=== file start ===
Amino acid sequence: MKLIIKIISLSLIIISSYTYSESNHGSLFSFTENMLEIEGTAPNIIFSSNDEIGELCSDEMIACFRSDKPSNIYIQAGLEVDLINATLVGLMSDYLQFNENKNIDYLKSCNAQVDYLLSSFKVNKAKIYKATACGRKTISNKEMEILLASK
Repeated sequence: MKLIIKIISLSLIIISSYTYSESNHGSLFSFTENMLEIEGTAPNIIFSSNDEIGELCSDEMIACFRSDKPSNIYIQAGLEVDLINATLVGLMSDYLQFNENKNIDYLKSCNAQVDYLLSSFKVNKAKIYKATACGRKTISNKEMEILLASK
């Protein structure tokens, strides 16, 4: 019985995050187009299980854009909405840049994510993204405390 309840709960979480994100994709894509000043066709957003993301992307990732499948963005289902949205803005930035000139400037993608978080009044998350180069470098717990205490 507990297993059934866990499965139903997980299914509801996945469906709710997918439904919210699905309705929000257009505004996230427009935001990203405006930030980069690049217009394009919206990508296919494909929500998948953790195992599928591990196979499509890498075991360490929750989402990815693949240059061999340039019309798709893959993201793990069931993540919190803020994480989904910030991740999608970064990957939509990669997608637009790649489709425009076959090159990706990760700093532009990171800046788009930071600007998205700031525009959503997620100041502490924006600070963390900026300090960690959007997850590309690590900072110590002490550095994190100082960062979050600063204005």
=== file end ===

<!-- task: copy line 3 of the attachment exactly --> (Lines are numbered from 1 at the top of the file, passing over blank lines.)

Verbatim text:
């Protein structure tokens, strides 16, 4: 019985995050187009299980854009909405840049994510993204405390 309840709960979480994100994709894509000043066709957003993301992307990732499948963005289902949205803005930035000139400037993608978080009044998350180069470098717990205490 507990297993059934866990499965139903997980299914509801996945469906709710997918439904919210699905309705929000257009505004996230427009935001990203405006930030980069690049217009394009919206990508296919494909929500998948953790195992599928591990196979499509890498075991360490929750989402990815693949240059061999340039019309798709893959993201793990069931993540919190803020994480989904910030991740999608970064990957939509990669997608637009790649489709425009076959090159990706990760700093532009990171800046788009930071600007998205700031525009959503997620100041502490924006600070963390900026300090960690959007997850590309690590900072110590002490550095994190100082960062979050600063204005």